TechTwo students expose major flaw in internet-connected washing machines

Two students expose major flaw in internet-connected washing machines

Two students expose major flaw in internet-connected washing machines
Images source: © Unsplash | Florian Olivo

7:13 PM EDT, May 19, 2024

Two students discovered a flaw in internet-connected washing machines that allowed for free laundry and account balance manipulation. Despite numerous reports, CSC ServiceWorks has been unable to fix the problem for months. The students emphasize that companies providing such services must pay more attention to security issues.

Two students from the University of California, Santa Cruz, Alexander Sherbrooke and Iakov Taranenko, shared their discovery of a security flaw in internet-connected washing machines with TechCrunch. This flaw allows the unrestricted use of over a million washing machines worldwide in dormitories and residential complexes. The error remained unpatched for many months despite reporting the issue to CSC ServiceWorks, the company responsible for the machine's operation. The company ignored requests to fix it.

What was the security flaw in the internet-connected washing machines?

The students discovered that the CSC Go app's API could remotely send commands to the washing machines and manipulate the user's account balance without adding money. This allowed them to start a wash cycle for free and simulate having millions of dollars in their app account. CSC ServiceWorks, as the service provider, did not correctly check the security on their servers, constituting a severe failure to protect against unauthorized access. Despite attempts to contact and report the issue, the company did not respond to calls to fix the bug.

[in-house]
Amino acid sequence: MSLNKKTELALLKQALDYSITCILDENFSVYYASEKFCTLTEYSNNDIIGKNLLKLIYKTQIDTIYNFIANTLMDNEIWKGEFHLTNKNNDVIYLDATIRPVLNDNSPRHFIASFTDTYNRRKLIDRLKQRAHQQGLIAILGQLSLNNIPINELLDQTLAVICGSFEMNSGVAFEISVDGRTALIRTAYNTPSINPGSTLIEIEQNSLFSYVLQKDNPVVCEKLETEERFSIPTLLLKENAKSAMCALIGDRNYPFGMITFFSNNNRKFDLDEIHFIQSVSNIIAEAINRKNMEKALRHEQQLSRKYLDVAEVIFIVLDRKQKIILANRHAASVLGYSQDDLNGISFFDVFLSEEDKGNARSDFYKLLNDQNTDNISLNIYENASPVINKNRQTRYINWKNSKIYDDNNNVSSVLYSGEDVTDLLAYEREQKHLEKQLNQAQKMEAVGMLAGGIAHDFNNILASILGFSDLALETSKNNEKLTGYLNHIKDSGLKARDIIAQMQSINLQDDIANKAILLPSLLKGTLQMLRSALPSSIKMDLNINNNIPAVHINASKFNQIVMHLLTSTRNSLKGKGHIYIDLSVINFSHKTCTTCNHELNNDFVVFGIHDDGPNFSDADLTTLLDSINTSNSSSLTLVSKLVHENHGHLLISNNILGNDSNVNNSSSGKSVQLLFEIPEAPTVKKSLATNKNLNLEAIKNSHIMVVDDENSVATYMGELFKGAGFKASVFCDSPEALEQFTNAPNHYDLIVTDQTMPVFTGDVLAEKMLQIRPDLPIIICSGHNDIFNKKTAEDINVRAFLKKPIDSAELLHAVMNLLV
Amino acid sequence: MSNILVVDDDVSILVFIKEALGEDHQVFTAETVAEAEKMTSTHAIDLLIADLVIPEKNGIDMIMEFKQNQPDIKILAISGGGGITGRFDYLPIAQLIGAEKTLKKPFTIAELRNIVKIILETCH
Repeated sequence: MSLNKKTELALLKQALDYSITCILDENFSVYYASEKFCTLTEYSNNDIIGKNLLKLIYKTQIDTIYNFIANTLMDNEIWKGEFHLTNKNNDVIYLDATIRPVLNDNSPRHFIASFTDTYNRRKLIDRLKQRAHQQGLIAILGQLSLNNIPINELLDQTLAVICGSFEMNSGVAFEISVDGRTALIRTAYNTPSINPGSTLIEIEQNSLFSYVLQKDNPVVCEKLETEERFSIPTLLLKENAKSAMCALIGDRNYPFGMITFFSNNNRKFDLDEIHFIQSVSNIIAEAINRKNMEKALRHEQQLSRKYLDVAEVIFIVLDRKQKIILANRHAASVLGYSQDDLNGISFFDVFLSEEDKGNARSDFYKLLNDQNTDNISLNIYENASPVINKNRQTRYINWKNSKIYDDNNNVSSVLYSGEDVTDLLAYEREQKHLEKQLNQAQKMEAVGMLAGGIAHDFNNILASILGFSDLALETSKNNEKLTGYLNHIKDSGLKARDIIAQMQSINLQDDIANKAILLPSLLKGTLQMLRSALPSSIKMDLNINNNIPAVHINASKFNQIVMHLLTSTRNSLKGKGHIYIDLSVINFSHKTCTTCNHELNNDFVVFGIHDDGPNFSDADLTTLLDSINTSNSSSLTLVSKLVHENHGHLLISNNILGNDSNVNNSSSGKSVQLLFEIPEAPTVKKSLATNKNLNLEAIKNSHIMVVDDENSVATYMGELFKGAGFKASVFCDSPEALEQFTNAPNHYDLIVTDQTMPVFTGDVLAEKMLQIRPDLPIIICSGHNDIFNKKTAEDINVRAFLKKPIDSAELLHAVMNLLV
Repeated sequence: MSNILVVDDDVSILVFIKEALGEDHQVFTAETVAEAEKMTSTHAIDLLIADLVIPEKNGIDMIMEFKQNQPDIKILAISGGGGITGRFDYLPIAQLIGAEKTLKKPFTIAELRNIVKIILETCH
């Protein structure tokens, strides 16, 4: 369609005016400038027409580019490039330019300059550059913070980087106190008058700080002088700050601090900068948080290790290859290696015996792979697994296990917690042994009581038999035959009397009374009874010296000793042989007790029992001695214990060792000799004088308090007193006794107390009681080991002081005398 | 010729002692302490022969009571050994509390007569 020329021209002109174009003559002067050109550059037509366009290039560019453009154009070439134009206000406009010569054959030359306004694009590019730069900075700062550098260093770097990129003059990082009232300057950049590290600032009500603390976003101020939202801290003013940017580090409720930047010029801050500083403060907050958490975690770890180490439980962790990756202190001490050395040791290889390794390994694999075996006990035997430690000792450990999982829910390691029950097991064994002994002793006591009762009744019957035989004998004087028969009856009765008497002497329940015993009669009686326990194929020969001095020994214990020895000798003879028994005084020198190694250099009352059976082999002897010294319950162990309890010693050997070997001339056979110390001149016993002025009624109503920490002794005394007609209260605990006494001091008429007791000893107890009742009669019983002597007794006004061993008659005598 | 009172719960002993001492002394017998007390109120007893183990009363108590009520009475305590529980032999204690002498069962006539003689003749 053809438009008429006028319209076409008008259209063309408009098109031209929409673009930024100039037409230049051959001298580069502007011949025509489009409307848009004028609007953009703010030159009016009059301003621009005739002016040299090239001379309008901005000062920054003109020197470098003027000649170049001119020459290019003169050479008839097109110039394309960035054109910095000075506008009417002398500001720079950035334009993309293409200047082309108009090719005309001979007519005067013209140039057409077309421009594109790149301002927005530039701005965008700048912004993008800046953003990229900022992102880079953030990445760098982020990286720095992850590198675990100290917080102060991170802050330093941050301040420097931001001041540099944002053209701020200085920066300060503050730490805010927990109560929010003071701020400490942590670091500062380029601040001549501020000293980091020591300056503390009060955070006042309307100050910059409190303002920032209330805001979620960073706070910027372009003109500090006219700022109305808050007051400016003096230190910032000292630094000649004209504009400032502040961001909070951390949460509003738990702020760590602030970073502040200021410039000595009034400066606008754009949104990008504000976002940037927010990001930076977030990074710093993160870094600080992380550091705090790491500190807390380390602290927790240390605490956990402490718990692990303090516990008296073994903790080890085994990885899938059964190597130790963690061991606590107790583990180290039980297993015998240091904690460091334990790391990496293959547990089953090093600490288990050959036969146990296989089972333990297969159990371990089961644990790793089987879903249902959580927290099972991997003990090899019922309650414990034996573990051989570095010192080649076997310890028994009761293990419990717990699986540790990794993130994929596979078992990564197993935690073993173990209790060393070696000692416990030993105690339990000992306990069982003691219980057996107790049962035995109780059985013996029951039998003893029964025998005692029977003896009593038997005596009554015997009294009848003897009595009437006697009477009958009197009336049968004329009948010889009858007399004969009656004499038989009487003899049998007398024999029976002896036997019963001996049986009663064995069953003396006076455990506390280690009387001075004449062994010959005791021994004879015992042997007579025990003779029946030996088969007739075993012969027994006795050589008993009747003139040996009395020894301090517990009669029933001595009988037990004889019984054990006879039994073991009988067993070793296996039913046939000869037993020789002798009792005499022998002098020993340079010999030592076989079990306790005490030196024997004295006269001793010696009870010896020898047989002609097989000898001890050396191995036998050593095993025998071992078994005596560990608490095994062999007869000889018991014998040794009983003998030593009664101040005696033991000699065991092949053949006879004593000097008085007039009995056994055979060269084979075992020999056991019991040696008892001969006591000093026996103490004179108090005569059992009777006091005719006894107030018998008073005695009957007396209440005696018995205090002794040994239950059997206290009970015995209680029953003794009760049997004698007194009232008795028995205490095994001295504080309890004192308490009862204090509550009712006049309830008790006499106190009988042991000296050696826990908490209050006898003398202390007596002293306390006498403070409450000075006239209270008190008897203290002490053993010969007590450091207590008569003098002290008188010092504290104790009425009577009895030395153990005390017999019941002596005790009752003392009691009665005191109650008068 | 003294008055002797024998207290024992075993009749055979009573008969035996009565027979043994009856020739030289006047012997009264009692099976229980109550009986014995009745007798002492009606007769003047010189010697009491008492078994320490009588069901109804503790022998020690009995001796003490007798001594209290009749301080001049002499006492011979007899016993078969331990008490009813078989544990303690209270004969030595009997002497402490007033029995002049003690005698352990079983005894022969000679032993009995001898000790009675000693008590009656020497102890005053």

Unanswered, but hopeful for improvement

Despite no response from CSC ServiceWorks, the students remain hopeful that their discovery will help improve security. They express an understanding of the potential threats posed by the vulnerability of such devices to internet attacks. However, they stress that providers of such technologies should approach the security of their services with greater responsibility. The attitude of the young researchers shows that their commitment to security research has a benevolent goal. It also demonstrates their openness to collaborating with companies to eliminate similar flaws.

With this situation, CSC ServiceWorks must address the reported security issues to ensure its users can use the services offered safely and fairly. This case highlights the need to improve cybersecurity practices in the consumer services sector.

Who are the young researchers who discovered the washing machine security flaw?

As mentioned, the young discoverers are students at the University of California, Santa Cruz. Alexander Sherbrooke is also the creator of the SlugSchedule app, which streamlines the class registration process at the university. The app offers quick course searches, schedule visualization, professor ratings from RateMyProfessors, and real-time tracking of available spots.

Iakov Taranenko is a co-founder of the UCSC Security Club, which organizes workshops and cybersecurity competitions. His team took second out of 80 teams in the MITRE Embedded Capture the Flag (eCTF) competition, designing a secure embedded system and analyzing and attacking competitors' projects. Additionally, in the NSA Codebreaker Challenge 2022, the UCSC team, including Taranenko, placed third out of 445 universities, solving tasks related to reverse engineering and cyberattack analysis.

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